Embracing The Spirit of Christ’s Love And Loving

Reflection for the 6th Sunday of Easter

In Boston’s Quincy Market there is a memorial to the victims of the Holocaust. The memorial is made up of six pillars of Plexiglas. On a background of the millions of prisoner numbers assigned by the Nazis to those who perished, each pillar contains stories that speak of the cruelty and suffering in the camps.

But one of the pillars tells a different story. It is about a little girl named Ilse, a childhood friend of Gerda Weissman Klein, who recounts the tale. Gerda remembers the morning when Ilse, who was about six years old at the time of her internment at Auschwitz, found a single raspberry somewhere in the camp.

Ilse carried the raspberry all day long in a protected fold of her pocket. That evening, her eyes shining with happiness, Ilse presented the raspberry on a leaf to her friend Gerda.

“Imagine a world,” writes Gerda, “in which your entire possession is one raspberry, and you give it to your friend.”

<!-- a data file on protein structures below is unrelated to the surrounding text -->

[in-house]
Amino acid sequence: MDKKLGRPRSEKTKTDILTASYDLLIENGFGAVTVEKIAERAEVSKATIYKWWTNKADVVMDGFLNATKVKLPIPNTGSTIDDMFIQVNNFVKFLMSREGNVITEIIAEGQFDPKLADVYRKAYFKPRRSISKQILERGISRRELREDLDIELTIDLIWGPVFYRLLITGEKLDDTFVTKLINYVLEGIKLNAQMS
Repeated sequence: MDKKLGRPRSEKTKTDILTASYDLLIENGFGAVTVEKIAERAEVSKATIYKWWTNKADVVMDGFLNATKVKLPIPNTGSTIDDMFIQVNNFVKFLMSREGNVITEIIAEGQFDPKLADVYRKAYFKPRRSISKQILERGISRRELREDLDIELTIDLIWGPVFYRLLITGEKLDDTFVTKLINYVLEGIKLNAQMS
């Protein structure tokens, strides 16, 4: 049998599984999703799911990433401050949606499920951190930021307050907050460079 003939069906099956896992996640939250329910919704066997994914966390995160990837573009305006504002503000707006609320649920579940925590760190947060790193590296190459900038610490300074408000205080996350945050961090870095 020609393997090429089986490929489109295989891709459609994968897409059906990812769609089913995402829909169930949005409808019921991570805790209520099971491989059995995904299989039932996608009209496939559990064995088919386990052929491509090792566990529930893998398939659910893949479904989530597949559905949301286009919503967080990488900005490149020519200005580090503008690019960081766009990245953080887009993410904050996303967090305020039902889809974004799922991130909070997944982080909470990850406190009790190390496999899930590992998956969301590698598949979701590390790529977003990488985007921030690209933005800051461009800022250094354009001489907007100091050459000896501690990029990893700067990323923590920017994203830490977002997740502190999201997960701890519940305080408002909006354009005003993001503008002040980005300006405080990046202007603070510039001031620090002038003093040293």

In the midst of the horror of the Holocaust, little Ilse manages to discover the joy that only comes from bringing the same joy to another. That is the commandment of Jesus to us who would be his Church: to love one another as Christ, God made human, has loved us. As Christ gives his life for others, he commands us to do the same; as Christ brings healing and peace into the lives of those he meets, he commands us to find our life’s fulfilment in bringing his healing and peace into the lives we touch; as Christ reveals to the world a God who loves us as a father loves his children, he commands us to love one another as brothers and sisters. Such love can be overwhelmingly demanding – but such love can be the source of incredible joy and fulfilment, no less than an experience of Easter resurrection.

Loving as Christ loved begins by putting aside our own hopes and wants to seek instead the hopes and wants of others; by caring for and about others with selflessness and understanding, regardless of the sacrifice demanded of us; by putting aside our own need for justice and accountability in order to make the first move to forgive and to heal, no matter how undeserving. May we realize the powerful sense of resurrection we can bring about by embracing the spirit of Christ’s love and loving in our own lives.